But those numbers are based on partial numbers from the states, with some states not reporting new applications and others not reporting their three-month averages from July to September.

Reporting numbers in Medicaid is difficult because states have collected the data in different ways. Some include people who are renewing coverage while others break it out. A few count the number of people who applied instead of the number of applications filed.

Sometimes states count determinations by the number of households who qualify for the program instead of the number of individuals who are eligible. In many states, the data are unofficial or incomplete.

"It's important to note that these numbers are a preliminary window into the changes in Medicaid enrollment late last year," said National Association of Medicaid Directors Executive Director Matt Salo in an email. "States and CMS are still sorting out Medicaid enrollment from people who applied directly to the FFM (federal marketplace). And what many people don't read far enough to learn is that this number also can include people in some states who are eligible under pre-expansion (woodwork effect), and whose Medicaid enrollment was simply renewed."

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Latino Engagement Needed to Boost California Exchange, Officials Say

By Kerry Young, Associate CQ HealthBeat Editor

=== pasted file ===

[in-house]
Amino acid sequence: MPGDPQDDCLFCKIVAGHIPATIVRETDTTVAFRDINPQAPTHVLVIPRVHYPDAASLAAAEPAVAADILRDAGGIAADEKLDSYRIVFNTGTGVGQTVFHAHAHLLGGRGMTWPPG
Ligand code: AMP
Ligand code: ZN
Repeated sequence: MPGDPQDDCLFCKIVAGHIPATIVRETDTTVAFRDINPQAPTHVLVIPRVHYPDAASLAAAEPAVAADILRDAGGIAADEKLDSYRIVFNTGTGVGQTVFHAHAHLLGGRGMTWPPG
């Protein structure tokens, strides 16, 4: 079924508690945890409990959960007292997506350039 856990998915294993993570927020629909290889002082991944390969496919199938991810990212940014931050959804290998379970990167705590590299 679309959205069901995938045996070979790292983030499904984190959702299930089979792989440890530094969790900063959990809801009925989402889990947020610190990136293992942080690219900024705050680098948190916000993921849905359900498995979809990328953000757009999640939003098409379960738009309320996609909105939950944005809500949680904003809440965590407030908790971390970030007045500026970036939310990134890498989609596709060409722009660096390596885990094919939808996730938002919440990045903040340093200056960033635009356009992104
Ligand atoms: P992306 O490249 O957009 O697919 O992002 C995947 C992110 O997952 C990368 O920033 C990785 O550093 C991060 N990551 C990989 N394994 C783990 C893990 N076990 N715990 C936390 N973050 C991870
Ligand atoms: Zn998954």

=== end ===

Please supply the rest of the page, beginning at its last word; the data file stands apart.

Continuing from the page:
January 22, 2014 -- More than 625,000 people have enrolled so far in insurance through California's health exchange, a figure that state officials intend to boost in the months ahead partly by reaching out more to Latinos.

"We're in the process of both fine-tuning the way we assess our enrollment demographics and, more importantly, building on our focus to ensure that more Latinos apply for and enroll in coverage," said Peter V. Lee, the executive director of Covered California, as the exchange is called.

"We have much work to do over the next three months to build on our outreach to this important population and help those who have applied complete the process."

Last week Lee released the enrollment figures as of Jan. 15, and discussed during a press briefing the strategy for attracting more people to participate in the exchange. The Fresno Bee then chided Covered California for what it called stumbles in the effort to reach out to Latinos, who are key to the success of the exchange.

"As a group, Latinos are younger and healthier than the general population. The state needs Latino enrollment to make the new insurance pool work as intended, with a mix of old and young, healthy and sick people," the paper said in an editorial.